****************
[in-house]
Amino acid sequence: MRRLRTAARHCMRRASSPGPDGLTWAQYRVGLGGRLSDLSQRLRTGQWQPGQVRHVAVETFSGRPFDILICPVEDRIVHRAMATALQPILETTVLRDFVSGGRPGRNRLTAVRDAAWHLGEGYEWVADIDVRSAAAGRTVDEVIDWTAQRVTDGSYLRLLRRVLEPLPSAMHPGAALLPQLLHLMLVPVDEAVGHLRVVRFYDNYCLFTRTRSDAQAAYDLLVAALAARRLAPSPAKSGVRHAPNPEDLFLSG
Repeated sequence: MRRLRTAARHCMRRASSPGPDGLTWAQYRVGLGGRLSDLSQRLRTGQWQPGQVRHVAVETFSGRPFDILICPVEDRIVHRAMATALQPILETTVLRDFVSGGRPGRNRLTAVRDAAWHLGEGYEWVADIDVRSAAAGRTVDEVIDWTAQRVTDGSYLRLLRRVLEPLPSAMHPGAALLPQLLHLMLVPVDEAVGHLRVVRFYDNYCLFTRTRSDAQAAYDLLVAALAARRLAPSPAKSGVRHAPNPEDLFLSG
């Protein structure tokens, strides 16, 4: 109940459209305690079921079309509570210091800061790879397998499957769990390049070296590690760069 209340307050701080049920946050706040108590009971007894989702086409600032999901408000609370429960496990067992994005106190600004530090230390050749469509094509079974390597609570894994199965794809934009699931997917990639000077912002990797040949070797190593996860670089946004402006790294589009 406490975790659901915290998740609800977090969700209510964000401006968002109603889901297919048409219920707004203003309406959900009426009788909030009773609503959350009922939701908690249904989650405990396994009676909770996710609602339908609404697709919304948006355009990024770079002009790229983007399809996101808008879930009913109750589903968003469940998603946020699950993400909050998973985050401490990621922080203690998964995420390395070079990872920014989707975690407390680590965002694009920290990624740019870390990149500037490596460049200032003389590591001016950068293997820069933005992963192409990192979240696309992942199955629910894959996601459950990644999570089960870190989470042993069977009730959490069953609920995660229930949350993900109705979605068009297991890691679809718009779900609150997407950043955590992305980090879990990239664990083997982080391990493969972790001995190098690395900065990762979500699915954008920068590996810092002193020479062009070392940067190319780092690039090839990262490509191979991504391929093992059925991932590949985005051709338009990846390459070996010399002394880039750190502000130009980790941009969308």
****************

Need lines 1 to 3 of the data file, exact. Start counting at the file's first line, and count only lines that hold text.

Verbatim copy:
[in-house]
Amino acid sequence: MRRLRTAARHCMRRASSPGPDGLTWAQYRVGLGGRLSDLSQRLRTGQWQPGQVRHVAVETFSGRPFDILICPVEDRIVHRAMATALQPILETTVLRDFVSGGRPGRNRLTAVRDAAWHLGEGYEWVADIDVRSAAAGRTVDEVIDWTAQRVTDGSYLRLLRRVLEPLPSAMHPGAALLPQLLHLMLVPVDEAVGHLRVVRFYDNYCLFTRTRSDAQAAYDLLVAALAARRLAPSPAKSGVRHAPNPEDLFLSG
Repeated sequence: MRRLRTAARHCMRRASSPGPDGLTWAQYRVGLGGRLSDLSQRLRTGQWQPGQVRHVAVETFSGRPFDILICPVEDRIVHRAMATALQPILETTVLRDFVSGGRPGRNRLTAVRDAAWHLGEGYEWVADIDVRSAAAGRTVDEVIDWTAQRVTDGSYLRLLRRVLEPLPSAMHPGAALLPQLLHLMLVPVDEAVGHLRVVRFYDNYCLFTRTRSDAQAAYDLLVAALAARRLAPSPAKSGVRHAPNPEDLFLSG